Finally, some good news on this subject. KC Johnson writes at Minding the Campus.

Four Straight Legal Victories for Due Process

In the fourth consecutive court ruling of its type (following Xavier, St. Joe’s, and Duke), a federal judge in Vermont has sided with an accused student in a due process lawsuit. In a previously below-the-radar filing, a student named Luke Benning sued Marlboro College after the school suspended him for three semesters for sexual assault. Last week, Judge William Sessions (a Clinton appointee) rejected the school’s motion to dismiss. (You can read the judge’s opinion here.)

Benning’s lawsuit noted that he had been a student in good standing (which Marlboro didn’t challenge), and that in the 2011-2012 academic year, he began a relationship with another student. They had sex in August 2012, and discussed the episode via private Facebook messages afterwards. (The accuser said it was “nice,” and encouraged another liaison.) The relationship shortly thereafter deteriorated; Benning’s filing, based on private Facebook exchanges, suggest that the accuser was more interested in pursuing the relationship than he was, but that she described the affair as a “positive experience” and Benning as a “really great guy.” A few months later, however, Benning started dating a friend of the woman who would accuse him. The accuser, it is alleged, took poorly to this development. She first made her objections known publicly. Then, at the end of the spring 2013 semester, she filed an informal complaint against Benning, which she escalated to a formal complaint in fall 2013.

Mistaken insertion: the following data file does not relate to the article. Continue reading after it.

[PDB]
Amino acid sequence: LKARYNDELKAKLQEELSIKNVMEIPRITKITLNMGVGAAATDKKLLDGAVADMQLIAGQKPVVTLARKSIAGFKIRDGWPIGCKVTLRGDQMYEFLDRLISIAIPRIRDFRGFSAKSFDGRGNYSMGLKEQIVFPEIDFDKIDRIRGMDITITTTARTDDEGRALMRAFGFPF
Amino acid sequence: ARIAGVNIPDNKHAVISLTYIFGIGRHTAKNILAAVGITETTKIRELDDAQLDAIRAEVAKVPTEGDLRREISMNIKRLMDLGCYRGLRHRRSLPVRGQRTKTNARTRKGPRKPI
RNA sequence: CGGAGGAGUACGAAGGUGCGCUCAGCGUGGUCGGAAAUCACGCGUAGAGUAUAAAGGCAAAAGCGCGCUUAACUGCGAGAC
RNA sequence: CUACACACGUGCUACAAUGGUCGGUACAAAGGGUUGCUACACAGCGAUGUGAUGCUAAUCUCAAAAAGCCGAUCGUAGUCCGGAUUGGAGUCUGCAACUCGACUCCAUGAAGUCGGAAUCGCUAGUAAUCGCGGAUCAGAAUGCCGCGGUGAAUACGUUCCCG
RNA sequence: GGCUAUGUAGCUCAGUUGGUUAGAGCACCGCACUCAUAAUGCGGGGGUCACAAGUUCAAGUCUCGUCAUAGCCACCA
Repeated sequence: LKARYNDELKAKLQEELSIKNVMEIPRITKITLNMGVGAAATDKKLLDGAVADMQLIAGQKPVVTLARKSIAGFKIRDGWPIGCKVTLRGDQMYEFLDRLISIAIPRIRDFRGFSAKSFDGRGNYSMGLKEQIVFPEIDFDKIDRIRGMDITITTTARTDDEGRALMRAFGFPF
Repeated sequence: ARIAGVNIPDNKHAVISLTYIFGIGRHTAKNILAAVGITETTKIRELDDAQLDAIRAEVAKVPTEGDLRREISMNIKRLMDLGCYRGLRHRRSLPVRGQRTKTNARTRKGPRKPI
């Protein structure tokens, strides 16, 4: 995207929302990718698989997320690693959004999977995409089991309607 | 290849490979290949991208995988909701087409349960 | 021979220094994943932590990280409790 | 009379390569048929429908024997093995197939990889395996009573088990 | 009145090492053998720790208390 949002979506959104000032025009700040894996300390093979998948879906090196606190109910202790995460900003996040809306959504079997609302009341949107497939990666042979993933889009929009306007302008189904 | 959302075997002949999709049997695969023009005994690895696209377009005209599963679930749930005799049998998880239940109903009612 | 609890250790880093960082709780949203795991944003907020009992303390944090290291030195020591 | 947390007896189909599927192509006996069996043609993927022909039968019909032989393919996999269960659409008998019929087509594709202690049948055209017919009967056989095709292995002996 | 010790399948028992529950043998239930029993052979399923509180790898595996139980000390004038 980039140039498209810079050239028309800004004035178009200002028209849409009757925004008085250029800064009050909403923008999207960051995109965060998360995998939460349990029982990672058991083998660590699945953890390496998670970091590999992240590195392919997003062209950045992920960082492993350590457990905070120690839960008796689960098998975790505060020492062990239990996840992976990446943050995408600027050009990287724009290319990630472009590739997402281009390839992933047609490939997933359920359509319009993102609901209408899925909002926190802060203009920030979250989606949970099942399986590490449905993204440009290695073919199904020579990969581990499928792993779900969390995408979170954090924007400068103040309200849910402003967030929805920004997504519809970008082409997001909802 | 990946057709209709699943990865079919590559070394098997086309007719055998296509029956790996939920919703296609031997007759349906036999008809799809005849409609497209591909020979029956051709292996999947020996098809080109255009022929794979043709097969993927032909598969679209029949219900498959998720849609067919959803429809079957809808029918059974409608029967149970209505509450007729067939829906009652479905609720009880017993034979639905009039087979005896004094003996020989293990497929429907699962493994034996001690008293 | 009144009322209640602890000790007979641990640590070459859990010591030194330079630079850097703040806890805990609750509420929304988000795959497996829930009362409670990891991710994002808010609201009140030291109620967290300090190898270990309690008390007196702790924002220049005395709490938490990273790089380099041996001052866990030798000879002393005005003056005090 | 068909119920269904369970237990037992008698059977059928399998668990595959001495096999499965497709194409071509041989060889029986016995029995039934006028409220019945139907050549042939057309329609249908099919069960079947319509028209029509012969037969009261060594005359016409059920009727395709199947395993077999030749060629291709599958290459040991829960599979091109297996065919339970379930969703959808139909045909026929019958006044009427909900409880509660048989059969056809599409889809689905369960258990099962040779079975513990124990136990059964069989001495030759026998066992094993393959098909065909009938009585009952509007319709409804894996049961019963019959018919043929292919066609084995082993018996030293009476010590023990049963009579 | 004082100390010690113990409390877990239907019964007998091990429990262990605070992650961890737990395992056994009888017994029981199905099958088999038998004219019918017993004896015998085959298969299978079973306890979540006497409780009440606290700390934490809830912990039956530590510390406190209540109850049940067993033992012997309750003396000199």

College Procedures

Marlboro’s sexual assault procedures have two unusual twists. First, the college promises “the right to confidentiality to the extent possible.” Second, the school grant to the accuser, but not to the accused, the right to be free from retaliation, and the right to “request conditions that must be observed by the involved parties during this process.” The latter items seem to contradict the college’s stated promise that the accused is presumed not culpable.